In 2014 the Scottish Government recorded 7% of those under 16 as having a limiting long-term physical or mental health condition. Not including those with a learning disability that’s around 70,000 children and young people.

The Disability Price Tag report published by Scope in February 2018 calculates that monthly expenditure is, on average, £570 more per month for someone living with a disability. This takes into account the need for specialised goods, such as wheelchairs and other adaptive equipment, non-specialised goods such as heating to alleviate pain or additional power needs and higher premiums for accessible transport costs or accommodation.

Of all the areas in the UK, Scotland tops the rankings with families facing an extra price tag of £632 where someone in their household has a disability. Tens of thousands of families have to pay more for goods and services if they want to ensure the same quality of life for their children as elsewhere in the UK.

Compare this to the fact that, while the majority of employment in Scotland is full time, the country saw the lowest increase in full – time earnings anywhere in the UK between 2015 and 2016 (the latest available figures) meaning that a families’ take home has to stretch just that little bit further.

That’s why Variety, the Children’s Charity, has given away £250,000 of Sunshine Coaches, wheelchairs and other forms of assistive equipment to families, schools and community groups since the start of 2017. We’ve also given over 1500 children and young people a Great Day Out. Everything we do is designed to help ensure that children and young people, regardless of ability or disability are able to enjoy the same levels of independence, care, social interaction and success.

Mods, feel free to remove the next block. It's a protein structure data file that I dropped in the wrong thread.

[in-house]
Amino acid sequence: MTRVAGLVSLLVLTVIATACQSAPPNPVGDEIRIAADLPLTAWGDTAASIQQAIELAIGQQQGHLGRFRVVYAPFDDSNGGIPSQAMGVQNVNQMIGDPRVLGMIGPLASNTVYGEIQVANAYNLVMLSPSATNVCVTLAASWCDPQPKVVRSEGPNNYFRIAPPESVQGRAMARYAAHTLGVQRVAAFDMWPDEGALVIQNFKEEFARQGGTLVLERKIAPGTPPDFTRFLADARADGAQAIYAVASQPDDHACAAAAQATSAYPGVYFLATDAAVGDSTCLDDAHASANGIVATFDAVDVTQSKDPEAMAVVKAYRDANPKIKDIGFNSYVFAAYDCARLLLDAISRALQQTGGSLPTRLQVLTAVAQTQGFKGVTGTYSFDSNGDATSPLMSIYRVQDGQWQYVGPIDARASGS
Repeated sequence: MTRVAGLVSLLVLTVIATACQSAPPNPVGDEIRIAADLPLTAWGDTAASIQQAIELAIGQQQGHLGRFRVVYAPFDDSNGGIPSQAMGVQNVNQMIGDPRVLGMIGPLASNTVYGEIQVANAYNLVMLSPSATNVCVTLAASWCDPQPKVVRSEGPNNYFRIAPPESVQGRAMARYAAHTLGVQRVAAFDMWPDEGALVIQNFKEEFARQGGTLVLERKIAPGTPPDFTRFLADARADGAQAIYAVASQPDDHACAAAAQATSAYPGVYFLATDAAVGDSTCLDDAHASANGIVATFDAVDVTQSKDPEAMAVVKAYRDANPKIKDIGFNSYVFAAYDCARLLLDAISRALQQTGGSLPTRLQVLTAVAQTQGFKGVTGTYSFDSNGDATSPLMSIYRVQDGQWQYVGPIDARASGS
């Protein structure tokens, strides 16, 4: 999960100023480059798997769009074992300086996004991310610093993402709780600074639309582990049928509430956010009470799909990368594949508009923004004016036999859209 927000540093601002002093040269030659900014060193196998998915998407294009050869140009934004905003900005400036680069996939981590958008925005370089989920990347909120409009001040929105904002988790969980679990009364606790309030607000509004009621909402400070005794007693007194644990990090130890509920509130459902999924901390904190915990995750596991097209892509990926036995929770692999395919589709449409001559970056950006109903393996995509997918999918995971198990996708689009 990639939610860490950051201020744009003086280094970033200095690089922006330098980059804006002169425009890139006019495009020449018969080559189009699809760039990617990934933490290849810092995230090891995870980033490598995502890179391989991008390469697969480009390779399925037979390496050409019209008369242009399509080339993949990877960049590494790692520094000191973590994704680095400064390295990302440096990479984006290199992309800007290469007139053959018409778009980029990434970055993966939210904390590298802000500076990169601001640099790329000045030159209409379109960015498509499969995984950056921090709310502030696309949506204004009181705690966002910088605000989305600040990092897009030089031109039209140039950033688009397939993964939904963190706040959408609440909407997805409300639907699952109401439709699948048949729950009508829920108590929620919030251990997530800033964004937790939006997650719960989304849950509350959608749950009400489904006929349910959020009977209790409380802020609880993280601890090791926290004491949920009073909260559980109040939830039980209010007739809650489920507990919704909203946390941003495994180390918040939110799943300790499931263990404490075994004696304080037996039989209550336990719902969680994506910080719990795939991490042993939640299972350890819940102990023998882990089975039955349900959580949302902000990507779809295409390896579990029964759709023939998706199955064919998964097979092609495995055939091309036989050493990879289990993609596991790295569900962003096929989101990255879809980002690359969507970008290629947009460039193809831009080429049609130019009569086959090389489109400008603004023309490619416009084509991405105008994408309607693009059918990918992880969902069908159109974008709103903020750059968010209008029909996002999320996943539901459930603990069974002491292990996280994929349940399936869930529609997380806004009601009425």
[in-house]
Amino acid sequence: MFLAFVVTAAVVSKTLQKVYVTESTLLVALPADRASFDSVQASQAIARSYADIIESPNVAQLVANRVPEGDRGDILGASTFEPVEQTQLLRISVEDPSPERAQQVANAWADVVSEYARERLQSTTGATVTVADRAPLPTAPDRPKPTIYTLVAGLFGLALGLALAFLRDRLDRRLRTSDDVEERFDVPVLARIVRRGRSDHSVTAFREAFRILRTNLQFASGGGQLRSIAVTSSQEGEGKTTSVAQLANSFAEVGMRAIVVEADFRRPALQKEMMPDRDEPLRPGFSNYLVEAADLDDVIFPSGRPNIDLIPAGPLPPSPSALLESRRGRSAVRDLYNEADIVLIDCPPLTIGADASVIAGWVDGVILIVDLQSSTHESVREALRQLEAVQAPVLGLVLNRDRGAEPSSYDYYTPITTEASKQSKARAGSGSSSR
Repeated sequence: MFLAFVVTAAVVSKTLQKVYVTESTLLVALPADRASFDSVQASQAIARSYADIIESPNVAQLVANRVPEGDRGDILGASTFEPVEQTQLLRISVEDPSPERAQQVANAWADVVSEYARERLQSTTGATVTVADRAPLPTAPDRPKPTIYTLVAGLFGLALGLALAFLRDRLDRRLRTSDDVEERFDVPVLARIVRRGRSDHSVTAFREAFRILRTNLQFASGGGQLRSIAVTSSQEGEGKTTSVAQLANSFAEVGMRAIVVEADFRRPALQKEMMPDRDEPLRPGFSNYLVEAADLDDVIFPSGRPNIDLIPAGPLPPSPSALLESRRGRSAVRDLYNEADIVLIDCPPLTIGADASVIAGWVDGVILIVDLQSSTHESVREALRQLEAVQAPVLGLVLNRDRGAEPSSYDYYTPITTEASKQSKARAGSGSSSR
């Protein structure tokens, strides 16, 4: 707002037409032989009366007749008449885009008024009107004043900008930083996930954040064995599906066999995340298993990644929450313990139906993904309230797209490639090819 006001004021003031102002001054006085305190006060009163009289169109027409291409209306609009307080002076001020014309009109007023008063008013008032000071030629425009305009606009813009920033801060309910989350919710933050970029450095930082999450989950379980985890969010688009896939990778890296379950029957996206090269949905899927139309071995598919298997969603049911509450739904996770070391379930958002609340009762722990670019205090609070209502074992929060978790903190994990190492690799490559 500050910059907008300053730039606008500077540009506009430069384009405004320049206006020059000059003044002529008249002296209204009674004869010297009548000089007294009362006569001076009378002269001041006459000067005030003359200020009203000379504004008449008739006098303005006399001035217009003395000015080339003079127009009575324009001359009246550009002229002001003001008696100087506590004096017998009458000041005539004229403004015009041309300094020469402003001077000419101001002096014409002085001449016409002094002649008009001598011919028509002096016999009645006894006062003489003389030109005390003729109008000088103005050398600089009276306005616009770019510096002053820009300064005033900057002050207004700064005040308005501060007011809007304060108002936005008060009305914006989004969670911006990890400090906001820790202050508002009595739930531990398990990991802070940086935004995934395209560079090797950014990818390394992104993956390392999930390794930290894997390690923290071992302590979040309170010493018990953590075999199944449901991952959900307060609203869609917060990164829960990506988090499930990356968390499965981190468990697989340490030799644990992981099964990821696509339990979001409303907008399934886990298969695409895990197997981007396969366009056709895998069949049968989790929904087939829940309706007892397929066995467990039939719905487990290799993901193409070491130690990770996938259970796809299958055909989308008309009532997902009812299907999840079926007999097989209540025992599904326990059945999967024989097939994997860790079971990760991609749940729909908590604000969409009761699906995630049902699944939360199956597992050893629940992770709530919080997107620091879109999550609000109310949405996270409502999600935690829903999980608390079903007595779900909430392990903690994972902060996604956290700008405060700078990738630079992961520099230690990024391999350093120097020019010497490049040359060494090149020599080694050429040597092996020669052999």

That’s why last Sunday I took part in the 24 mile Edinburgh Kiltwalk. Together with a group of Variety volunteers and supporters from the Royal Bank of Scotland we’ve raise over £3000 to go towards providing vital equipment for young people like Logan.

Logan has Duchenne Muscular Dystrophy and uses a powered wheelchair to ensure he can move around independently. As a result of his low muscle strength he needs help with writing and undertaking routine tasks. Logan has always loved football though and earlier this year, Variety provided him with a new Strike Force Football wheelchair, enabling him to try-out for the Scottish PowerChair Football National Squad. Thanks to the chair and its bespoke configuration of restraints, body support, head rest and controls Logan was able to overcome his limited range of movement and weak muscle tone enough to achieve a higher classification of performance than he had expected or previously been able to achieve.

Logan’s success is down to his determination and hard work. But the chair which would see him perform on a level playing field was costly and, for many families remains prohibitive. That’s why joining with 5000 other walkers on a blustery and wet autumnal Sunday was important.

Taking part wasn’t just about raising vital funds to help other young people like Logan though. We pushed on pounding the tarmac through 48,000 steps, ignoring the pain, the cramps and the fatigue so that young people like Logan can have the chance to push themselves to limits far greater, without disability or financial disadvantage holding them back.